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Footnotes

a University of Montréal, Montréal, Québec, Canada

b Carolina Urologic Research Center, Atlantic Urology Clinics, Myrtle Beach, SC, USA

c University Hospital Leuven, Leuven, Belgium

d Memorial Sloan Kettering Cancer Center and Weill Cornell Medical College, New York, NY, USA

e Harvard Medical School and Massachusetts General Hospital, Boston, MA, USA

f Institute of Cancer Research and Royal Marsden Hospital, Sutton, UK

g MD Anderson Cancer Center, Houston, TX, USA

h University of Western Sydney School of Medicine, Ingham Institute, Liverpool, Australia

i Institut Gustave Roussy, University of Paris Sud, Villejuif, France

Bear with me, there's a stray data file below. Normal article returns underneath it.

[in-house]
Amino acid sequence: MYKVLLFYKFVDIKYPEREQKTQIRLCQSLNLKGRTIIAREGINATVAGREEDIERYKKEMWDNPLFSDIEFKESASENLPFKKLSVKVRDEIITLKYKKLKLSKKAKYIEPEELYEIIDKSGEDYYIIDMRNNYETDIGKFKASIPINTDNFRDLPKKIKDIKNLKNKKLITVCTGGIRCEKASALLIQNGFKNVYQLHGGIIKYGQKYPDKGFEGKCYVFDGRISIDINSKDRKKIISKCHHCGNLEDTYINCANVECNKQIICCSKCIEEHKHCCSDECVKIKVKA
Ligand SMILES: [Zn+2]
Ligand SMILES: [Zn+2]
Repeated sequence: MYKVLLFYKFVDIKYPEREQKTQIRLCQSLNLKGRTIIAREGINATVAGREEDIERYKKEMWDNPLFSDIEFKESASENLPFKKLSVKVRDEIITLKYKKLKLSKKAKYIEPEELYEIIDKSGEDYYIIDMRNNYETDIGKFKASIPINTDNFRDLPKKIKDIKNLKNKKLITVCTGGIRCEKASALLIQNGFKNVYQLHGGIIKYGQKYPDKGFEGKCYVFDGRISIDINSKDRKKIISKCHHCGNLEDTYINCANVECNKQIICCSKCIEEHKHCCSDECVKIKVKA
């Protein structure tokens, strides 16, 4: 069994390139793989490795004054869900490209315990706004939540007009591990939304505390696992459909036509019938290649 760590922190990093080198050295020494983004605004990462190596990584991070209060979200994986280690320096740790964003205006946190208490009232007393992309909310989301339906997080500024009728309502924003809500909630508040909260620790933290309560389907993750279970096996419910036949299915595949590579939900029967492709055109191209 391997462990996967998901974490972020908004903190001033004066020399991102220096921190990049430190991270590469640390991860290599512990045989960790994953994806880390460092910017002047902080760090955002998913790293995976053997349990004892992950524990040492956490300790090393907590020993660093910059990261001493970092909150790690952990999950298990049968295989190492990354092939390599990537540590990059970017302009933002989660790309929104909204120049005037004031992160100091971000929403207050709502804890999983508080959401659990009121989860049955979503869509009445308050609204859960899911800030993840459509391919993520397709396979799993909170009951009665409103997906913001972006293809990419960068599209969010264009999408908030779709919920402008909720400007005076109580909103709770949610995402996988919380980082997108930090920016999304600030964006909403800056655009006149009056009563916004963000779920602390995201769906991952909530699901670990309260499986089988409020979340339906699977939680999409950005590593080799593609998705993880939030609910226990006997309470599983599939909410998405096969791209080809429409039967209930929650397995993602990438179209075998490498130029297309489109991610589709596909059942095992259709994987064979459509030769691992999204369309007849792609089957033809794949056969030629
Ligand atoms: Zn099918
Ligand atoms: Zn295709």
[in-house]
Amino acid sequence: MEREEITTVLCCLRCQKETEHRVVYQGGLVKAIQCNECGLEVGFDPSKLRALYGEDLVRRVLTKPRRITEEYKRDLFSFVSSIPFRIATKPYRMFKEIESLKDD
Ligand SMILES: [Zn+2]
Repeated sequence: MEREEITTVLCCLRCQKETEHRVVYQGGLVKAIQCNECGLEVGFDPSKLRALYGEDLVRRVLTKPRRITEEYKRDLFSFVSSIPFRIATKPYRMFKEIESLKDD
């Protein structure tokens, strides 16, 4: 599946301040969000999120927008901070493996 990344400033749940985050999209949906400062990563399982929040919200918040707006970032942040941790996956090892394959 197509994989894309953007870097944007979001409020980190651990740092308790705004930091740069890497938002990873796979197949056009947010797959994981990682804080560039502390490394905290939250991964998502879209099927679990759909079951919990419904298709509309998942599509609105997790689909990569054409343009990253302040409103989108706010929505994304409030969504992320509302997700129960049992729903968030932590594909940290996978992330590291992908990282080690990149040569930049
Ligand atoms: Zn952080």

j Radboud University Medical Centre, Nijmegen, The Netherlands

k Hematology and Oncology Clinics of Australia, Brisbane, Australia

l Sarah Cannon Research Institute, Nashville, TN, USA

m Oregon Health & Science University Knight Cancer Institute, Portland, OR, USA

n Cross Cancer Institute, Edmonton, Alberta, Canada

o Laval University, Québec City, Québec, Canada

p Janssen Research & Development, Los Angeles, CA, USA

q Janssen Research & Development, Beerse, Belgium

r Janssen Research & Development, Raritan, NJ, USA

s Janssen Research & Development, San Diego, CA, USA

t Helen Diller Family Comprehensive Cancer Center, University of California San Francisco, San Francisco, CA, USA

u Janssen Research & Development, Menlo Park, CA, USA

Corresponding author. University of Montréal Health Center, 560 Rue Sherbrooke E, Montréal, Québec H2L 4M1, Canada. Tel. +1 514 8908000 ext 27466; Fax: +1 514 4127620.